Beautiful book of children’s short stories. I was worried I wouldn’t really love these as much as I usually love Gaiman’s writing since they’re writteBeautiful book of children’s short stories. I was worried I wouldn’t really love these as much as I usually love Gaiman’s writing since they’re written for a young audience, but that’s silly. I love everything Gaiman does.
My favourite story of the bunch was October in the Chair. All the months of the year have gathered for a storytelling session. October tells the story of a boy who runs away and meets a ghost. It’s amazingly sweet for such a sad story. And it was dedicated to Ray Bradbury, being a very Bradburyesque story itself. In the introduction, Gaiman mentioned that the book was named after Bradbury’s children’s books titled “R is for Rocket” and “S is for Spaceship”. A nice tribute.
Really, there wasn’t a story in here that I didn’t like, or love! ...more
This has been one of my favourite movies for ages now and it's about time I got around to reading it. I think the reason I love it so much is that itThis has been one of my favourite movies for ages now and it's about time I got around to reading it. I think the reason I love it so much is that it seems like such a plausible alien contact story. Like something that really could happen tomorrow. And that makes you think about what might be out there. On a day to day basis it seems stupid and silly to think about aliens, but once in a while something like this comes along and you think, "Oh yeah, that could totally happen!".
However, this isn't a science fiction book to read if you like action. It is definitely a book to read if you like long pages of exposition on how the world and the universe works and what it might be like if aliens ever made contact with us....more
Pros: 1. Front of the book is colour plates organized by Order. Really easy to flip through, find the bug you're looking for and then flip to the backPros: 1. Front of the book is colour plates organized by Order. Really easy to flip through, find the bug you're looking for and then flip to the back for more info. I also like that they've placed bugs that look like something else into the wrong order in plates section. If you see something that looks like a bee and check out the picture section, it's with the bees, but when you flip to the back to read about it, you'll realise it's a fly and part of the fly section. 2. Covers a good variety of bugs. Any guide on all of NA is going to be missing a lot, but this does a decent job of having, if not the actual species you're looking at, then at least the genus or family. I haven't come across anything that I couldn't at least hone in on using this guide.
Cons: 1. Really old. This hasn't been updated since 1989. In entomology years it's an antique. Come on Audubon, get with the updating! 2. The pictures are likewise dated and could definitely be clearer and more modern looking. 3. The section on spiders is kind of useless, even though it's still fun to look at. Spiders are way to big a group to have a measly 30 or 40 species listed. So in your next edition, Audubon, make an insect guide and a spider guide. Thank you!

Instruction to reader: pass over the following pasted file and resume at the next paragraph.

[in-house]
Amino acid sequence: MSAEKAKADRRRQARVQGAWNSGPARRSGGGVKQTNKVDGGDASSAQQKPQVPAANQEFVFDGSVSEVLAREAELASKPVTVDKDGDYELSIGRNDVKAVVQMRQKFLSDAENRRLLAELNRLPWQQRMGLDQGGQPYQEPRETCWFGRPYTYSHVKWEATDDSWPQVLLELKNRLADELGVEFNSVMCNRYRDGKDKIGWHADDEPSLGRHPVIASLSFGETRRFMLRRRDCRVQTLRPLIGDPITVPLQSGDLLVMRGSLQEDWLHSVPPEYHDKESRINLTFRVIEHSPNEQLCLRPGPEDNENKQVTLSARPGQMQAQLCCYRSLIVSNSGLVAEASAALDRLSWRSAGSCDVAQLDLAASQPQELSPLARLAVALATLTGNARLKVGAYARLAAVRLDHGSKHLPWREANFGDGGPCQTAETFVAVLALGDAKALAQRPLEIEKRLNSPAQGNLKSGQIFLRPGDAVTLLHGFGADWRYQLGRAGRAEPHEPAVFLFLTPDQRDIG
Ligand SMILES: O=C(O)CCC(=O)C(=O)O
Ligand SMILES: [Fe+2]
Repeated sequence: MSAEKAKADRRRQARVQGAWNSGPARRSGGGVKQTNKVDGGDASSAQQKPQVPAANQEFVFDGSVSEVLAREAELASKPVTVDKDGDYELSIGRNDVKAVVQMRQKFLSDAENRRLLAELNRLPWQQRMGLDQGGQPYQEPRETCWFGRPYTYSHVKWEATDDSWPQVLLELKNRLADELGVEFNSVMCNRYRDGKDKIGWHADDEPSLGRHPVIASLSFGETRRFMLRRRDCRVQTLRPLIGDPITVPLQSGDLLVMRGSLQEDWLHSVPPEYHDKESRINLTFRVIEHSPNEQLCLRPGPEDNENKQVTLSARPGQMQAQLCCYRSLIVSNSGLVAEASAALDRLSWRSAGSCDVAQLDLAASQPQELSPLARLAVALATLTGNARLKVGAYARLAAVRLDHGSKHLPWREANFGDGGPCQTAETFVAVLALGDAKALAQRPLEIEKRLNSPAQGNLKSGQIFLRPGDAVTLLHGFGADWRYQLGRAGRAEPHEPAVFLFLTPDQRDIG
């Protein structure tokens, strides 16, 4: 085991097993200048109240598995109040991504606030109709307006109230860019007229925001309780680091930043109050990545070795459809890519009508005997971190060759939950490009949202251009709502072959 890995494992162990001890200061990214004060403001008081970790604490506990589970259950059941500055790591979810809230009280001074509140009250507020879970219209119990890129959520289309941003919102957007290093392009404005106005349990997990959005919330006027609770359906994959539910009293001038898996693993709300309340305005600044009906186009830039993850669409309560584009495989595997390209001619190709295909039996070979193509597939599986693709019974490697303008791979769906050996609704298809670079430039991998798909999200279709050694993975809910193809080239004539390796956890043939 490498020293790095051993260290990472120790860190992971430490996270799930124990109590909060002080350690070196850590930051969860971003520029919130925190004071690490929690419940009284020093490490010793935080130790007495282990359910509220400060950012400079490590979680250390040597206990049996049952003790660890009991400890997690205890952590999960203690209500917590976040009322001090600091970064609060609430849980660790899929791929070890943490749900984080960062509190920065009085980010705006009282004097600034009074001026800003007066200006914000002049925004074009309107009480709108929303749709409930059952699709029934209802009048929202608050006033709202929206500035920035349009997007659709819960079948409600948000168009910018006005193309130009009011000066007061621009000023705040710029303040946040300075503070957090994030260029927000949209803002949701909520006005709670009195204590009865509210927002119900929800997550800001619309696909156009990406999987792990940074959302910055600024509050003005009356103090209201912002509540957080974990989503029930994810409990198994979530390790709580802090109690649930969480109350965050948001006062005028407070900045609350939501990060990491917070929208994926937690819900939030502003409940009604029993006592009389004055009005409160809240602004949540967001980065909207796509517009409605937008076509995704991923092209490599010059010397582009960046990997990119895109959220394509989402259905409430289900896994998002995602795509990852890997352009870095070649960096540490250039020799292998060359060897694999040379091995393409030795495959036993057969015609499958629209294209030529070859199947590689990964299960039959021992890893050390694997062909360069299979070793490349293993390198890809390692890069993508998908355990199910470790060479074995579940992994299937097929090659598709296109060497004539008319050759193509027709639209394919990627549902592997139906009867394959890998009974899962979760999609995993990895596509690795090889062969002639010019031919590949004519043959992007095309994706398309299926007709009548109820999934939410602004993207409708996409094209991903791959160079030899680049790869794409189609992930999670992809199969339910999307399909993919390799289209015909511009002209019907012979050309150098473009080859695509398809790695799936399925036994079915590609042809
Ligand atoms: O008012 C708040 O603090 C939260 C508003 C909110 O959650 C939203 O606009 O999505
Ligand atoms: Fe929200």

This was from my Grandma, who volunteers at the library and picks me up anything to do with food, bugs, or crochet. Thanks, Grandma, good find!...more
This woman is my soul mate. That is, if I weren't actually a complete dunce when it comes to growing things...
This book is set up into twelve chaptersThis woman is my soul mate. That is, if I weren't actually a complete dunce when it comes to growing things...
This book is set up into twelve chapters by month. It's a great way to organize a book like this, giving you a good idea of what it is you should be working on for any given month. I had so much fun reading through all the plant foody snippets in here. Every few pages, amongst all the plant and growing info, you find a recipe for sour cherry pie filling (it has triple sec in it!), a calendula skin ointment, how to set up a mason bee house, or how to make your own fruit liqueurs. I learned that you make tomato paste from actual Paste Tomatoes...who knew? And the sections often have the best titles ever that make you want to go and start a garden right now, like, "Seven Steps to Building a Winter Lasagna Garden"! I want a lasagna garden.
Harriet is from the Gulf Islands (or maybe Vancouver Island, I can't remember) so it's great for any of you west coasters out there since you're guaranteed to be getting advice for plants that grow well in this area....more
I loved this book! You know something is entertaining when 1200 pages just flies by. This had everything from smugglers, to prison escapades, to lesbiI loved this book! You know something is entertaining when 1200 pages just flies by. This had everything from smugglers, to prison escapades, to lesbians and cross-dressers...and don't forget the drugs.
I have to give a shout-out to Dumas for his depiction of women. In particular, Eugenie, the lesbian, (view spoiler)[who is totally in control of her own destiny, no small feat when faced with the Count of Monte Cristo's meddlings. (hide spoiler)]